The Talipov family were among the lucky ones. For four days straight in mid-June, Kyrgyz mobs attacked the Uzbek community in the city of Osh, looting and burning entire Uzbek neighborhoods. Hundreds of people were murdered, but the Talipovs lost only one of their own: a second cousin was shot in the stomach by a gang of men near his home and bled to death in hospital the same night. Before sunrise, the family had buried him. Then they allowed themselves to believe in the calm that was returning to the city. In the weeks that followed, the hundreds of thousands of Uzbeks who had escaped to refugee camps slowly came home. The violence appeared to have passed.
Then at 5:45 on the morning of July 8, four police cars pulled up to the Talipovs' home and 20 men in uniforms piled out, some wearing masks, all carrying Kalashnikovs. They barged in, fired a warning shot into the ceiling, and ransacked the house. Somewhere in the kitchen they found 11 bullets, which the Talipovs say were planted, and arrested the four men in the house. Throughout the rest of that day, at the Interregional Directorate, a feared police bureau known as the MRU, all of the men were brutally beaten. "They wanted me to confess to murder and rape during the June events, but I showed them documents proving that I was in Bishkek at the time of the riots," says Babur Talipov, 28. By morning, the Talipov men had made a deal to secure their release in exchange for $1,500. Three of them walked free. But the eldest brother, Alisher, remains in an isolation cell. He has agreed, his relatives say, to falsely confess to the murder of Kyrgyz.
As borne out in hundreds of similar stories over the past six weeks, the tragedy suffered by the Uzbeks in southern Kyrgyzstan is far from over. It has simply shifted from the open slaughter seen last month to a quiet, systematic campaign of torture and incrimination, with the Uzbeks being blamed for the violence that was inflicted upon them. In a July 20 statement, the U.N. High Commissioner for Human Rights, Navi Pillay, said that large numbers of men in southern Kyrgyzstan, virtually all of them Uzbek, were being arbitrarily arrested, beaten and tortured for false confessions related to the June riots. Their fingernails were being pulled out and cigarettes extinguished on their skin, and they were being forced to pay large sums of money to secure their release, the U.N. said. The detentions, Pillay added, "not only demonstrate flagrant ethnic bias, but also break many of the fundamental tenets of both Kyrgyz and international law."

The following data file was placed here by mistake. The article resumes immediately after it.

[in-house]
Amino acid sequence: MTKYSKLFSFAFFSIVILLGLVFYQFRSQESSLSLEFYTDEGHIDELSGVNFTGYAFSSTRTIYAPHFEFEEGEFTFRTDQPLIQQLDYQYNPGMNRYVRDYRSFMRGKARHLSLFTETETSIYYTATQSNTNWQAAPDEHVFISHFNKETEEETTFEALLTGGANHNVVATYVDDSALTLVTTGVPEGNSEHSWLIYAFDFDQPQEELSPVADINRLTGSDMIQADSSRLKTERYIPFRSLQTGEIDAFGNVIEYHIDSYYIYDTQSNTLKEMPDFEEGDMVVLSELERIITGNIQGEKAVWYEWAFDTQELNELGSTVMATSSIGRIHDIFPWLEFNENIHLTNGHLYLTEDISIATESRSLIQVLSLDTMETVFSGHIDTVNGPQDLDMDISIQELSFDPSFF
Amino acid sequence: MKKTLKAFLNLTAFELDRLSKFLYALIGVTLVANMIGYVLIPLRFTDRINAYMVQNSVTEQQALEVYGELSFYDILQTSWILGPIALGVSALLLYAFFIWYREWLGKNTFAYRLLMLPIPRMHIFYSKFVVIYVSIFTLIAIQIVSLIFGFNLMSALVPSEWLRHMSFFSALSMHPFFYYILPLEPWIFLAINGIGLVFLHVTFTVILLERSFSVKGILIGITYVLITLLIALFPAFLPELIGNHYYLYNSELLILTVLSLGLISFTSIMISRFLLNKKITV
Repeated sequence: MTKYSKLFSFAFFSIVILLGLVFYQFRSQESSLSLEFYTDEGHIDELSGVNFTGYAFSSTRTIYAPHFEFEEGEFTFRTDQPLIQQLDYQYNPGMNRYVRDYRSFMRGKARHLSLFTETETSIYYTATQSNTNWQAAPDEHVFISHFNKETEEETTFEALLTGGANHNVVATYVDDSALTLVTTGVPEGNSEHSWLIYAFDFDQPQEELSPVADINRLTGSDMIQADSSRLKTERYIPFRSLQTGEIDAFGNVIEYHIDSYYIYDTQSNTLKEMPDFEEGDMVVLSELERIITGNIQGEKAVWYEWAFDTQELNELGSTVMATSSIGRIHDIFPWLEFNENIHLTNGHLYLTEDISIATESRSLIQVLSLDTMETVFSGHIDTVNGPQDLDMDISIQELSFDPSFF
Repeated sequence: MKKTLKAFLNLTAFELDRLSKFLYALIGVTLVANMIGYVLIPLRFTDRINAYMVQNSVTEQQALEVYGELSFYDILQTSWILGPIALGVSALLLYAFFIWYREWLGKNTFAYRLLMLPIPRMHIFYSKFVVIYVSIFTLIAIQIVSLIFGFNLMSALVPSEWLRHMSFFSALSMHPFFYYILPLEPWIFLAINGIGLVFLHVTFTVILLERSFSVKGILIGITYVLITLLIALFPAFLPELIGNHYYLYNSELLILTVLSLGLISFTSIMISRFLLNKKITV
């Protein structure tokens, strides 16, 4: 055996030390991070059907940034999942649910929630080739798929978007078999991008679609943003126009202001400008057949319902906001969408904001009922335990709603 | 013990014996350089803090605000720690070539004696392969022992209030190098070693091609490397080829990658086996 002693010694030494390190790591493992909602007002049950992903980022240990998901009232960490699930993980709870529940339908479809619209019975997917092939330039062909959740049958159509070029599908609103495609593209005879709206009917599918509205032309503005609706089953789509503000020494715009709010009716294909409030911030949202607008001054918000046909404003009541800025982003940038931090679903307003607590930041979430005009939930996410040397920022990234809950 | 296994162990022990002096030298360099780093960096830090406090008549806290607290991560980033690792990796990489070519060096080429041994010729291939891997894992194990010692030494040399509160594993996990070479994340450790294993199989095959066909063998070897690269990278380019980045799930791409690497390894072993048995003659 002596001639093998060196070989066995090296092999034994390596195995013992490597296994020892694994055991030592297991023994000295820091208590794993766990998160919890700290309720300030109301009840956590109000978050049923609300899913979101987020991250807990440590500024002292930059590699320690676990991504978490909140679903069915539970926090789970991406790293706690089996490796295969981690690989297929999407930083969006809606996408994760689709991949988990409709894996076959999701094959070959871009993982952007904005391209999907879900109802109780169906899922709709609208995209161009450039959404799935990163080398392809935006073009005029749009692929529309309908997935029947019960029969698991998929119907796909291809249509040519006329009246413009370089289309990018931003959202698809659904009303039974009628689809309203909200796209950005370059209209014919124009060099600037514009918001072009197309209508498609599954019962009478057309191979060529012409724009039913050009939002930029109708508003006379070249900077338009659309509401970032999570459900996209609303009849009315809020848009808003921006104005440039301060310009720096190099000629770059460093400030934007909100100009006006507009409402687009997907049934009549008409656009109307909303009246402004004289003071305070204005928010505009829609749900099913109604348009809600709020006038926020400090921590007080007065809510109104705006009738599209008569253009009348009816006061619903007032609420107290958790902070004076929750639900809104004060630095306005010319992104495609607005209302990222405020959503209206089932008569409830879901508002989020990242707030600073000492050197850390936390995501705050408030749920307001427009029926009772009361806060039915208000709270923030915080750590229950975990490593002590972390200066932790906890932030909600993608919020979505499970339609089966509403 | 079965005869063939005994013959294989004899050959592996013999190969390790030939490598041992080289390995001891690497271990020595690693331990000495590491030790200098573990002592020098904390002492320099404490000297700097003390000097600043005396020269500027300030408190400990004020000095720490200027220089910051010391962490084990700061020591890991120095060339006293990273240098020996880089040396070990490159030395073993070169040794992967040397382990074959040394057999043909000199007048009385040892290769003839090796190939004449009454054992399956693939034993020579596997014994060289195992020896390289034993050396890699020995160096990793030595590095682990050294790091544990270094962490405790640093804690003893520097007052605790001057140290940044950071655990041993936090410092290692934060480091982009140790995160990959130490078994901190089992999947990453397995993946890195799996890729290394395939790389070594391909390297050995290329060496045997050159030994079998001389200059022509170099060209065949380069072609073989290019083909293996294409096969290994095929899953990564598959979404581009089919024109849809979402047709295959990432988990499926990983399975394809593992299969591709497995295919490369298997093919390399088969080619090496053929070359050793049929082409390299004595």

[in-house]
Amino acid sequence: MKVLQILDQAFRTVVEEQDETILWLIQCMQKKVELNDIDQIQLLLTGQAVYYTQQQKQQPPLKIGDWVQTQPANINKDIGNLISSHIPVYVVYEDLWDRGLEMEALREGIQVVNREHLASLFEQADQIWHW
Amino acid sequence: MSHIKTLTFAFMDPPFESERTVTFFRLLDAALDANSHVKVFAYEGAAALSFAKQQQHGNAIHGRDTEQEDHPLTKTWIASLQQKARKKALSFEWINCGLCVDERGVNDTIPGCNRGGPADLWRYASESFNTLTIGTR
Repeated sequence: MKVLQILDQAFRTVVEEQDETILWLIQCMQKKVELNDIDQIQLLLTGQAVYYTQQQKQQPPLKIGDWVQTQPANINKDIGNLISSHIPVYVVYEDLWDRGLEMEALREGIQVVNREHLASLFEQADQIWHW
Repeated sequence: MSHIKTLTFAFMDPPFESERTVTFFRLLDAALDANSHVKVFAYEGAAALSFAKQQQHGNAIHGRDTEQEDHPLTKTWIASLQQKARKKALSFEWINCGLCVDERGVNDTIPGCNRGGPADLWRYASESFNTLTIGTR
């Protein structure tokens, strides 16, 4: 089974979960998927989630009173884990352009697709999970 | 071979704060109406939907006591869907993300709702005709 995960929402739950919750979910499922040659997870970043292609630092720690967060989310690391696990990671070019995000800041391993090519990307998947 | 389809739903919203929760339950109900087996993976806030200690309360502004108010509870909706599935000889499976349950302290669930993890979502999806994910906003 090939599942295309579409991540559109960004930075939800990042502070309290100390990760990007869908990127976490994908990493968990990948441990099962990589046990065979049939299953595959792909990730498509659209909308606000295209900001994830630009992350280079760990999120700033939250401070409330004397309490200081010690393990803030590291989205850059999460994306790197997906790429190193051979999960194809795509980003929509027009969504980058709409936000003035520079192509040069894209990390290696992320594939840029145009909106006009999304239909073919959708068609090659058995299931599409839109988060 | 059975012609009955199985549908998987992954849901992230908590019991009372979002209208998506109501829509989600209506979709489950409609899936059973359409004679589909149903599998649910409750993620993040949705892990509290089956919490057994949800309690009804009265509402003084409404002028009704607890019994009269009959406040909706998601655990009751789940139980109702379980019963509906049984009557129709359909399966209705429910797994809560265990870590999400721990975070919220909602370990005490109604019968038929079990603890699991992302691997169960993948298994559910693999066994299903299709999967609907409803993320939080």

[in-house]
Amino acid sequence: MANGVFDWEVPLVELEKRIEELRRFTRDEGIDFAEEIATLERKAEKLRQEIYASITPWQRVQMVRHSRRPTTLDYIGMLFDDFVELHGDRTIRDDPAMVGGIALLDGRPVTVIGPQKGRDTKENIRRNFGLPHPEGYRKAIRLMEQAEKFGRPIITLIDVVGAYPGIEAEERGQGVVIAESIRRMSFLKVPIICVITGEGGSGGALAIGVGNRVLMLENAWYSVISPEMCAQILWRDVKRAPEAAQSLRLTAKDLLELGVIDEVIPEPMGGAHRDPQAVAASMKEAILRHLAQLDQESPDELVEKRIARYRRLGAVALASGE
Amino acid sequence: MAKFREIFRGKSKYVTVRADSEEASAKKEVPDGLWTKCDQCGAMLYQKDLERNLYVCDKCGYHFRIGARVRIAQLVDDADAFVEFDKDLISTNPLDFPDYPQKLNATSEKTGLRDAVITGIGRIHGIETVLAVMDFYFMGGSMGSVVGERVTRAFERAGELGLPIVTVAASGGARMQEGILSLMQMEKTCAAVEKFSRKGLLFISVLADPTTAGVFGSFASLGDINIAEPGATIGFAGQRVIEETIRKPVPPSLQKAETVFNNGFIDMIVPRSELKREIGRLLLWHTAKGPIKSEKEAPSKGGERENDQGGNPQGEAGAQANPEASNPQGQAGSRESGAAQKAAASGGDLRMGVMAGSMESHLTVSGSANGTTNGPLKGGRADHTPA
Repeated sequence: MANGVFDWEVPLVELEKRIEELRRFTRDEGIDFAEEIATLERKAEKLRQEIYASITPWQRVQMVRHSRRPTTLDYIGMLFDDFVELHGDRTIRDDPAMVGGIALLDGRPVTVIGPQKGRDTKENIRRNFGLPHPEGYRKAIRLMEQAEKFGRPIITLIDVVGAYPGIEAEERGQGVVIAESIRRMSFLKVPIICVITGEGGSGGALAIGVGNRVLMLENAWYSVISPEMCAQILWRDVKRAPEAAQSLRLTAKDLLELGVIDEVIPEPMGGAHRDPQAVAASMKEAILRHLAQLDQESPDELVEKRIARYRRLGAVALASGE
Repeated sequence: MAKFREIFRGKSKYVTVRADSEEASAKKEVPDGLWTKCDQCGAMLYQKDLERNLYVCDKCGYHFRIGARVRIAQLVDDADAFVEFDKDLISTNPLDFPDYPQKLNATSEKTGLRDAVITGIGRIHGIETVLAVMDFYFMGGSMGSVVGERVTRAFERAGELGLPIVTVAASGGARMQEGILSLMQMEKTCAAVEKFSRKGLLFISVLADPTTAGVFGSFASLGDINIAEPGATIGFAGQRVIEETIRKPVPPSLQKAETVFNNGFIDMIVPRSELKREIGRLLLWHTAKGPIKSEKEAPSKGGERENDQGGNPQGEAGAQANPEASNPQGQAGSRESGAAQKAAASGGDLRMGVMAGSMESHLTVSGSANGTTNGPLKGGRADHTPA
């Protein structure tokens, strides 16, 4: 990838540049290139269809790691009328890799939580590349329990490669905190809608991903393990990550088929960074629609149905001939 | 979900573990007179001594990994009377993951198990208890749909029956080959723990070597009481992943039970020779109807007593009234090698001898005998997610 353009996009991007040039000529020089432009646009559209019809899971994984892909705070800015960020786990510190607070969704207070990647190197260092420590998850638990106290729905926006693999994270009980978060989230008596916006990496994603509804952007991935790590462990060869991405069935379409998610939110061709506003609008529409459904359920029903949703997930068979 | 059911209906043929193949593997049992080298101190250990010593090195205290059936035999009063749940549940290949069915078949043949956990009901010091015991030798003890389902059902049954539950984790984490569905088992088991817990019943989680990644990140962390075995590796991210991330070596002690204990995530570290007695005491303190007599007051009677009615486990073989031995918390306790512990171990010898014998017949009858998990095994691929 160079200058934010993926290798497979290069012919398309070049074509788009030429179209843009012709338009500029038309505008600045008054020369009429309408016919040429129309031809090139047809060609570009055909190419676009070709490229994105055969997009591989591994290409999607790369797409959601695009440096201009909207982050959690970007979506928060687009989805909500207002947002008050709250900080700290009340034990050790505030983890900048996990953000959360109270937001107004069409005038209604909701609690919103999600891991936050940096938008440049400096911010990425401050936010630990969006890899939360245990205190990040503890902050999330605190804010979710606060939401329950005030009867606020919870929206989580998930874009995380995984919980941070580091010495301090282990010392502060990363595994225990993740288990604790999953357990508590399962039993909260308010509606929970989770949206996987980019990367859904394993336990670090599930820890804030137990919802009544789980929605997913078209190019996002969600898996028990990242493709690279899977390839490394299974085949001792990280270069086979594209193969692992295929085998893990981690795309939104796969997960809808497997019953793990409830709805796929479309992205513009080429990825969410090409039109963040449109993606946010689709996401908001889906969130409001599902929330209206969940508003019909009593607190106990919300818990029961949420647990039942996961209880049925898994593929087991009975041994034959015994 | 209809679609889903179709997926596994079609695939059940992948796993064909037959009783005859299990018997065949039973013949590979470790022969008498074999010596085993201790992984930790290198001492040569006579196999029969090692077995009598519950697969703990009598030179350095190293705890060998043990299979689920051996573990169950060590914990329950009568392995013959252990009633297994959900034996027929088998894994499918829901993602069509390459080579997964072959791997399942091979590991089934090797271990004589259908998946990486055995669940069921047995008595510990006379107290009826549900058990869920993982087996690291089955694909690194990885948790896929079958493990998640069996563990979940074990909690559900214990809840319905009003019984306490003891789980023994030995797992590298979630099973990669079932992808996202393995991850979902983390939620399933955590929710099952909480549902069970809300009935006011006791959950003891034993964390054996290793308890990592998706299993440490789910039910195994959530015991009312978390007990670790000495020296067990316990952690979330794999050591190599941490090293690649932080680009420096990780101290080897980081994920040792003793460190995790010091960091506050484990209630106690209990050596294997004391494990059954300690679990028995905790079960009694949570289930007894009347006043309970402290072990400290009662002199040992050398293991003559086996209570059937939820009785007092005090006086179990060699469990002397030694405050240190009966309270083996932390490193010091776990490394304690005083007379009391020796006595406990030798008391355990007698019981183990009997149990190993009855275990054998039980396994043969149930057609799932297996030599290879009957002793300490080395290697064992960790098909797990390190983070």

On the second floor of the MRU headquarters is the spartan office of Col. Rakhmatullo Akhmedov, one of the officers in charge of the investigation into the June events. He admits that incidents of abuse may have taken place amid the hunt for the perpetrators of the violence. "We will look into every complaint that is filed through the official channels," Akhmedov said in a July 4 interview. "But every country lives by its own rules, and ours are fundamentally different from many of those in Europe and the United States."
(In a follow-up phone interview, TIME asked Akhmedov about the U.N. statement as well as the details of the Talipov case, including claims of an illegal search, planted evidence, forced confessions and the acceptance of bribes. "These claims will be investigated individually within the framework of Kyrgyz law," he said, declining to comment further.)
Outside Akhmedov's window, in front of the MRU's jail across the street, a crowd of women gathers on most days to deliver bundles of food, clothing and medicine to their relatives inside. They whispered to each other in Uzbek and wore long traditional Uzbek dresses. But Akhmedov will not engage in a discussion of the ethnic nature of the June violence or the fact that mainly Uzbeks are being arrested. "The investigators must remain blind to ethnic divisions. We adhere only to the objective facts," he says with a sigh, and then offers an analogy: "Just look at the Holocaust in Europe. Many have reached the conclusion that this was an ethnic conflict ... But there are millions of people who will present you with millions of pieces of evidence that it was not. The debate can go in circles forever."